Study shows users banned from social platforms go elsewhere with increased toxicity

Users banned from social platforms go elsewhere with increased toxicity, according to a new study featuring researchers from Binghamton University, State University of New York.

FAU Invention for Maximum Privacy of Sharing Files Online Gets U.S. Patent

While services such as Snapchat allow self-destructing messages or notify users when a recipient takes a screenshot of a message, there is no way to prevent someone from photographing or showing it to others on the screen. A new invention controls how and when shared documents are displayed and restricts individuals from viewing documents based on individual identity (e.g., face ID, a voice sample), their social network, and when and where the document is being viewed.

New Data Analysis of U.S. ‘Oligopoly Problem’ Reaffirms Antitrust Push: UMD Economist

A new study on U.S. oligopolies uses, according to its author, a “groundbreaking model” to more accurately measure competition in U.S. markets and the consequences for consumers “who are capturing a smaller slice of a shrinking pie.” Bruno Pellegrino, author of the working paper recently cited by…

Invention: The Storywrangler

Scientists have invented a first-of-its-kind instrument to peer deeply into billions of Twitter posts–providing an unprecedented, minute-by-minute view of popularity, from rising political movements, to K-pop, to emerging diseases. The tool–called the Storywrangler–gathers phrases across 150 different languages, analyzing the rise and fall of ideas and stories, each day, among people around the world. The Storywrangler quantifies collective attention.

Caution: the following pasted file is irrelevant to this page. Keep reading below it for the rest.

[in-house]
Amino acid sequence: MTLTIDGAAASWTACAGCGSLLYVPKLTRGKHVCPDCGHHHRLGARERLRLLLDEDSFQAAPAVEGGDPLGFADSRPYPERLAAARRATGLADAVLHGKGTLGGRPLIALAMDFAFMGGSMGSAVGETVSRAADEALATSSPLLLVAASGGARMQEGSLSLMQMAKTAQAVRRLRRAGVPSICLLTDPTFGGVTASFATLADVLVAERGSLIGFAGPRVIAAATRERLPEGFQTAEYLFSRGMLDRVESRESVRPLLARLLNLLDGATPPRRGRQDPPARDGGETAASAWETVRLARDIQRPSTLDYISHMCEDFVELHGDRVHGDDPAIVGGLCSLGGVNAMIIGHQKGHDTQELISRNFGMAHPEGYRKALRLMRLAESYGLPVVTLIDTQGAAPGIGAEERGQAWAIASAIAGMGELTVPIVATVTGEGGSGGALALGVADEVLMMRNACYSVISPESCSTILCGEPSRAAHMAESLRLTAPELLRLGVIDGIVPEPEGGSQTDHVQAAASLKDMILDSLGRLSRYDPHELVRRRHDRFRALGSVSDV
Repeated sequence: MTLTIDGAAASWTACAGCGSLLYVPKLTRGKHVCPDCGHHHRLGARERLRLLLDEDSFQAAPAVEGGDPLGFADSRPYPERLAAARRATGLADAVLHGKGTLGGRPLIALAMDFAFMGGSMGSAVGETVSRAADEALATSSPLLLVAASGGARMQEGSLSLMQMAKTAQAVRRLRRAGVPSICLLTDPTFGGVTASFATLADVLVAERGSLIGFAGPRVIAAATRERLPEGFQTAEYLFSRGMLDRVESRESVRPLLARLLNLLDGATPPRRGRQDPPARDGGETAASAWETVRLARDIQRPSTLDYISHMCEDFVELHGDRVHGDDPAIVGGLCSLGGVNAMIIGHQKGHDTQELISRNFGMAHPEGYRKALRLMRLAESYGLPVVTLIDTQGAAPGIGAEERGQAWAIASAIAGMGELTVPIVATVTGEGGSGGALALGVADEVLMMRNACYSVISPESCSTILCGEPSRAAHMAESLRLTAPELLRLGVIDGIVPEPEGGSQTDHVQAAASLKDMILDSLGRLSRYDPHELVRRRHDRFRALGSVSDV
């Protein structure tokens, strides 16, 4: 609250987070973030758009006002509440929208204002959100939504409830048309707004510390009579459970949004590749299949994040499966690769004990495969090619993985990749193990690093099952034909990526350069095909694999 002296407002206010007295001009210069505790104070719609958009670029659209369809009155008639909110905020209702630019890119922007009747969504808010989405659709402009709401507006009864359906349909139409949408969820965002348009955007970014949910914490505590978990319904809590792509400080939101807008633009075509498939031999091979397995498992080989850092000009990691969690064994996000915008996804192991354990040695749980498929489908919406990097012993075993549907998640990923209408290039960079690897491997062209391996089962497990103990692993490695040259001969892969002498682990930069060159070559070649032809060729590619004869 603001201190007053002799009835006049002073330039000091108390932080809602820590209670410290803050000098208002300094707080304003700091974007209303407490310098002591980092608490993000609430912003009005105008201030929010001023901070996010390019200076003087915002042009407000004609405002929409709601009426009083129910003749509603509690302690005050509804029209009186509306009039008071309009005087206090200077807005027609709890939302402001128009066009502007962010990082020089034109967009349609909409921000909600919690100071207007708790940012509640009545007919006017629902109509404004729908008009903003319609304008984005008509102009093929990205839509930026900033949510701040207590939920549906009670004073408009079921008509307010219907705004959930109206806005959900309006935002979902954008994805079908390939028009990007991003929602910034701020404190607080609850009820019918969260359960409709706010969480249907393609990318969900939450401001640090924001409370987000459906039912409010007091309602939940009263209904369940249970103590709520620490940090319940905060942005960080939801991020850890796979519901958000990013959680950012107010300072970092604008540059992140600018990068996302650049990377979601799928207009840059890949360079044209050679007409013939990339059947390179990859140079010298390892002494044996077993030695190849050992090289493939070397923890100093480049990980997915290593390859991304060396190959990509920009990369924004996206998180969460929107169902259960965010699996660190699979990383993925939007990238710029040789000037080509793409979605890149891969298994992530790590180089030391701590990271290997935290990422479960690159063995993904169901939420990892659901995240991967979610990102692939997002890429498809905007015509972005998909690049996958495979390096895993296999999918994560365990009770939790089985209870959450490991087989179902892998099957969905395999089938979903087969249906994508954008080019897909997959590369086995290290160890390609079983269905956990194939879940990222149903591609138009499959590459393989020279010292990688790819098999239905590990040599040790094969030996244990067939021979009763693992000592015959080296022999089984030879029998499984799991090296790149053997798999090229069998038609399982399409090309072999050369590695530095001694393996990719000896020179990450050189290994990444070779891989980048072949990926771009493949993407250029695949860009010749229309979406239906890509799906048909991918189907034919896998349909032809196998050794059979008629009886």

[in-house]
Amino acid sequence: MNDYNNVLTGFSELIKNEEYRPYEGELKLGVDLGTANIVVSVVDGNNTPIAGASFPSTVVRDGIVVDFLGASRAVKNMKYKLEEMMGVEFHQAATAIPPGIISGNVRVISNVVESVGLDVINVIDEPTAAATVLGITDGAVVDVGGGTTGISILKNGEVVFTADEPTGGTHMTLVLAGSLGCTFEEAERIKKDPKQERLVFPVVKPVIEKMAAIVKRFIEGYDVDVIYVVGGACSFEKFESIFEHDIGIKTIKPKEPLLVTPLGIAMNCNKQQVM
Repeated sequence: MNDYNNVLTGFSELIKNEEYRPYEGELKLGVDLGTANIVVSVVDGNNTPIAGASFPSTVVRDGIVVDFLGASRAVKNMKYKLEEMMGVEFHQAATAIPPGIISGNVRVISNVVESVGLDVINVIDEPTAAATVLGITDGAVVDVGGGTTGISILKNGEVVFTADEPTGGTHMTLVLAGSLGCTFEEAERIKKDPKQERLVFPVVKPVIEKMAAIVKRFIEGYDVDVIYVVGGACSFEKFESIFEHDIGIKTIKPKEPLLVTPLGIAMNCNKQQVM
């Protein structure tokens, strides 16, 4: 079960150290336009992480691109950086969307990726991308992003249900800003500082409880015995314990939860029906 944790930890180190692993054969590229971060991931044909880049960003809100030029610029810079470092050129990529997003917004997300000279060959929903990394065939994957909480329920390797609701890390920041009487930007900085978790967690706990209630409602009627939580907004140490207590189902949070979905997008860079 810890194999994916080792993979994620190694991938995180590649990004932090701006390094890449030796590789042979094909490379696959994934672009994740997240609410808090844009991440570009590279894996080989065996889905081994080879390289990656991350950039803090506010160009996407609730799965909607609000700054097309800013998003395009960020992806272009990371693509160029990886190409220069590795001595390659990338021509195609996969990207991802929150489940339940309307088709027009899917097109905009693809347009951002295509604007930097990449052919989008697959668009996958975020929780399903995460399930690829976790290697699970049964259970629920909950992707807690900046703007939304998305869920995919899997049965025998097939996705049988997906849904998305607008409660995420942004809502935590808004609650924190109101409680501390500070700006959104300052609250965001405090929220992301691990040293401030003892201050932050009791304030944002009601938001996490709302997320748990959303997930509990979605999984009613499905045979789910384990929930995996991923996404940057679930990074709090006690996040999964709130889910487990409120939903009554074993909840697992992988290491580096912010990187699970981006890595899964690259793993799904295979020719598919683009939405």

The End of the Antitrust Case Against Facebook? Expert from Robert H. Smith School of Business available to discuss the ruling against the FTC and states.

David Kass, clinical professor of finance Kass has served as an economist in senior positions with the Federal Trade Commission, General Accounting Office, Department of Defense, and the Bureau of Economic Analysis. He also is active on Twitter (@DrDavidKass) and blogs about Warren Buffett,…

Media Law, Communication, and Free Speech Expert Comments on Supreme Court Ruling on a Student’s Profane Rant

Jason Shepard, professor of Communications at California State University, Fullerton, specializes in media law and is available to comment on this morning’s 8-1 U.S. Supreme Court ruling on the free speech of a high school cheerleader who posted a profane rant on Snapchat in 2017.

PNNL AI Expert Harnesses Open-Source Data to Understand Human Behavior

PNNL researchers used natural language processing and deep learning techniques to reveal how and why different types of misinformation and disinformation spread across social platforms. Applied to COVID-19, the team found that misinformation intended to influence politics and incite fear spreads fastest.

The positive reinforcement of social networking sites can increase behaviors like binge drinking